Between 1996 and 2006, an internal armed conflict took place within the State party. The authors are Nepalese nationals and they belong to the Tharu indigenous community. They submit the complaint on behalf of their disappeared relatives and for themselves; they claims that on the night of 11 April 2002, Royal Nepalese Army soldiers arrived in the village and surrounded their house. They have arrested and taken their relatives and these persons never returned. The authorities denied any knowledge of or involvement in the detention of these persons. The Supreme Court quashed their actions because they had failed to identify where and by whom their relatives had been detained.
Regarding the victims of enforced disappearance, authors claim that there is a violation of the article 6 of the Covenant, relating to the right of life because of the relatives’ arbitrary detention and subsequent disappearance by the authorities. They also evoke a violation of the article 7 because the enforced disappearance of their relative and the degree of suffering involved in being held without contact with the outside world. Moreover, the fact that their relatives were arrested or subsequently detained without any explanation from the authorities and, in addition, the State’s failure to treat them, who remain subject to disappearance, constitute violations of the articles 9 and 10 of the Covenant, providing the right to liberty and security of the person and the right to by treated with humanity and respect for the inherent dignity of the human person.
The author also maintain that the failure of the State party to conduct an effective investigation concerning their whereabouts and fate places their relative outside the protection of law, guaranteed by article 16 of the Covenant. Finally, the authors submit that there is a violation of article 23(1) of the Covenant, because of the disappearance of their relatives which results from a separation of family members, and a violation of article 24(1) because some of their disappeared relatives were minors.
The authors claim that they are themselves victims of violation of theirs rights under the Covenant. They express that they have suffered anguish and distress because of their relatives’ disappearance and also because of the failure of authorities to carry out any effective investigation. In this way, they consider that they are victims of a violation of the article 7 of the Covenant, read alone because of the level of suffering, and in conjunction with article 2(3) because of the absence of remedy. They recall that the State party has violated their right to privacy, guaranteed by the article 17(1) of the Covenant, and their right to be protected as a family, provided by the article 23 of the Covenant, by the fact that the soldiers had surrounded their house.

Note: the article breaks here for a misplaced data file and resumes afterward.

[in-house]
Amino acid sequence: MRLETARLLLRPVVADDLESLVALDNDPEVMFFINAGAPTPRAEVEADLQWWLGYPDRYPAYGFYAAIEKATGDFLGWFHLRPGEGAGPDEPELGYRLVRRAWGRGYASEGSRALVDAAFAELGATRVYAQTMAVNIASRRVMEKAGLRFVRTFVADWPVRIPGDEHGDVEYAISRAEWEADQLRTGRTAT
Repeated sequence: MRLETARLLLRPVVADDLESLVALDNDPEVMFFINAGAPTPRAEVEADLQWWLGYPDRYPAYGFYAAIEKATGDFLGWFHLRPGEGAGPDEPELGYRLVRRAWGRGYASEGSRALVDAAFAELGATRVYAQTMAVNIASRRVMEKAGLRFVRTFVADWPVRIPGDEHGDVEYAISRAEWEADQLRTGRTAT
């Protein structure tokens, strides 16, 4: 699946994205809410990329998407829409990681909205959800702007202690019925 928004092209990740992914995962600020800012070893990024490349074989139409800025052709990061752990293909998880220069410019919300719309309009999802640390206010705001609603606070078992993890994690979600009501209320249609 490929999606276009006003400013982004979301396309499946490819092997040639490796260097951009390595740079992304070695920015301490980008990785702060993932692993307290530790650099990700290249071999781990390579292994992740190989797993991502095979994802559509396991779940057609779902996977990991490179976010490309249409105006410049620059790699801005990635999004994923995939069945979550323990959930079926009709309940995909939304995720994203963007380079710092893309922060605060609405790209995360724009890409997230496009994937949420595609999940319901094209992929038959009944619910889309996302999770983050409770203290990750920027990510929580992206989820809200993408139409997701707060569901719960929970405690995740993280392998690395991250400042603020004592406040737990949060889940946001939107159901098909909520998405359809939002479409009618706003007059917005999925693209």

The Committee recalls its jurisprudence that, in cases of serious violations, an effective judicial remedy is required. The Committee observes that the transitional justice bodies are not judicial organs. Accordingly, the Committee considers that the investigation has been ineffective and unreasonably prolonged and that there are no obstacles to the examination of the communication.
Firstly, the Committee recalls that whilst the Covenant does not explicitly use the term “enforced disappearance” in any of its articles, enforced disappearance constitutes a unique and integrated series of acts that represents a continuing violation of various rights recognized in that treaty (see communication N°2000/2010, Katwal v. Nepal, Views adopted on 1 April 2015, para 11.3, https://ccprcentre.org/decision/15284).
Under the consideration of the Committee about disappeared persons, the fact that their mortal remains have not been returned to the without any explanation from the State party, is a violation of the article 6 of the Covenant, relating to the right of life. The Committee finds that there is a violation of article 7, recognizing the degree of suffering involved in being held indefinitely without contact with the outside world. It also recognized the violation of their right to liberty and security, guaranteed by the article 9 of the Covenant, because of the detention without an arrest warrant or proceedings before a court. Finally, it concludes that authorities, shortly after the arrest, was not able to give reliable information about theses disappeared persons and by this attitude, they deprive them to the right to recognition everywhere as a person before the law. It’s a violation of article 16 of the Covenant.
Regarding the authors themselves, the Committee recognizes their anguish and stress caused by the disappearance of their relatives and, in absence of satisfactory explanation, these sufferings constitute a violation of the article 7 of the Covenant. Moreover, it recall its general comment N°31 (https://ccprcentre.org/ccpr-general-comments CCPR/C/Rev.1/Add.13) which provides that a failure by a State party to investigate allegation of violation could, in and of itself, give rise to separate breach of the Covenant. Therefore, the Committee considers that no remedy was provided to the victims of the previous violations and thus, there is a violation of the article 2(3), in conjunction with articles 6(1), 7, 9 and 16 of the Covenant, regarding to the victim of enforced disappearance and with the article 7 of the Covenant, regarding to the authors.
In accordance with article 2(3) of the Covenant, the State party is under an obligation to provide the authors with an effective remedy, including by:
The Committee wishes to receive from the State party, within 180 days, information concerning the measures taken to give effect to the Committee’s Views- on 3 January 2016.